Apparently El Paso Electric likes solar, except when it doesn't.
That is not to say El Paso Electric is some sort of boogie man.
El Paso Electric just wants to make money.
No, that's not a bad thing.
On the other hand, solar installers also want to make money, and finally have the opportunity to do so given how much the cost of equipment has dropped.
But let's not get caught up in the dollars and cents at least not right away.
Let's look at something else instead.
Unlike in other major cities in Texas, in El Paso you can get by with a swamp cooler. The higher altitude and desert climate let El Pasoans cool down with something that is much cheaper than a HVAC system. You could have a solar installation in Dallas or Austin, but will still need to pull from the grid in the summer because the HVAC system is working overtime, and you need more than what your solar installation can produce.
In El Paso?
El Pasoans probably use less electricity than folks in other parts of Texas.
If you are an El Pasoan with a solar installation, you might get away with not pulling power from the grid during the summer, and even if you do, it would be nowhere near as much as it would be in other places in Texas.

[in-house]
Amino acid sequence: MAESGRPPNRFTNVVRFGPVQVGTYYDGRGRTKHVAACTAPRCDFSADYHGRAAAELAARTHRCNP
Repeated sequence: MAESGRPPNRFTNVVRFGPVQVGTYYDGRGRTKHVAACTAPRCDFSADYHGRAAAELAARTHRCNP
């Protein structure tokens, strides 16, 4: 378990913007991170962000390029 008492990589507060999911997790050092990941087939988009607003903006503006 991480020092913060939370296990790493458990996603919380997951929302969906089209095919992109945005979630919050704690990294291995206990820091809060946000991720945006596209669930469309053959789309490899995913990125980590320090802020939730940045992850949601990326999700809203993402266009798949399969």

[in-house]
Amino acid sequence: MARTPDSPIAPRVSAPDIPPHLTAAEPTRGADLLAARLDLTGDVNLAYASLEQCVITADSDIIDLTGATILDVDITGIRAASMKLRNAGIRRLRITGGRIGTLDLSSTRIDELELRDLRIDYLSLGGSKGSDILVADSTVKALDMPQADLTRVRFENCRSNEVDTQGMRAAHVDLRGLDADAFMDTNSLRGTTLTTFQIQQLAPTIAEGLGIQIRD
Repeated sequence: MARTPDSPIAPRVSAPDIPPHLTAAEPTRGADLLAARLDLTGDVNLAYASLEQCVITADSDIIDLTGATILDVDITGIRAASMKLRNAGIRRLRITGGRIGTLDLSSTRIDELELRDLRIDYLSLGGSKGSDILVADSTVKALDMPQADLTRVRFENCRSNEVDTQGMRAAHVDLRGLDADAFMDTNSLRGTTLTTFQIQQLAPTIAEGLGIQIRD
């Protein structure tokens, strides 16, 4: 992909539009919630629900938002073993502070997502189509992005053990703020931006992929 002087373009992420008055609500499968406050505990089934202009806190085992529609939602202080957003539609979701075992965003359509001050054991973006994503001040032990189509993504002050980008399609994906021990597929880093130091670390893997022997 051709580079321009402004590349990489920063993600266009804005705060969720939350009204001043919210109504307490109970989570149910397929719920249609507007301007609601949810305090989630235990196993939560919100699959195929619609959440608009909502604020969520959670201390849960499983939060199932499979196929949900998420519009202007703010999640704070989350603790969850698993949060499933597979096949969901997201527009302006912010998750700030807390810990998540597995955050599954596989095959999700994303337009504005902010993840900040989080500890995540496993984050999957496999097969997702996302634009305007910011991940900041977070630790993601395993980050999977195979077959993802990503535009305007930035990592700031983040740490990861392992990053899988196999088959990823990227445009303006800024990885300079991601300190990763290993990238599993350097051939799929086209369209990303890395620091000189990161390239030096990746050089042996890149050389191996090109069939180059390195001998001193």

So back to those dollars and cents.
Using less electricity, means the utility bills you less. Which good for you, but bad for the utility.
And if more and more folks in El Paso are installing solar, you can see why El Paso Electric is not all that thrilled.
In some ways though this "fight" if you want to call that, mirrors that of Uber and taxis. Utilities are the taxis. For so long it has a built-in market, but then all of sudden somebody shows up and says, "Look, I can offer you something better!" thereby give you something you have not had before - a choice.
But in another way, this does not really mirror that fight.
Almost everyone that has a residential solar installation is on-grid. In this regard, yes, the utility is basically subsidizing your solar installation. An off-grid solar installation with a battery back-up will cost you at the very least double, if not triple, than that of an on-grid system.
Why is off-grid so much more expensive? Batteries.
I am not sure many homeowners want to sacrifice a room to store all their back-up batteries.
When it comes to money, both sides have a point.
But when it comes to the environment, which I did not bring up, one side probably has the stronger point.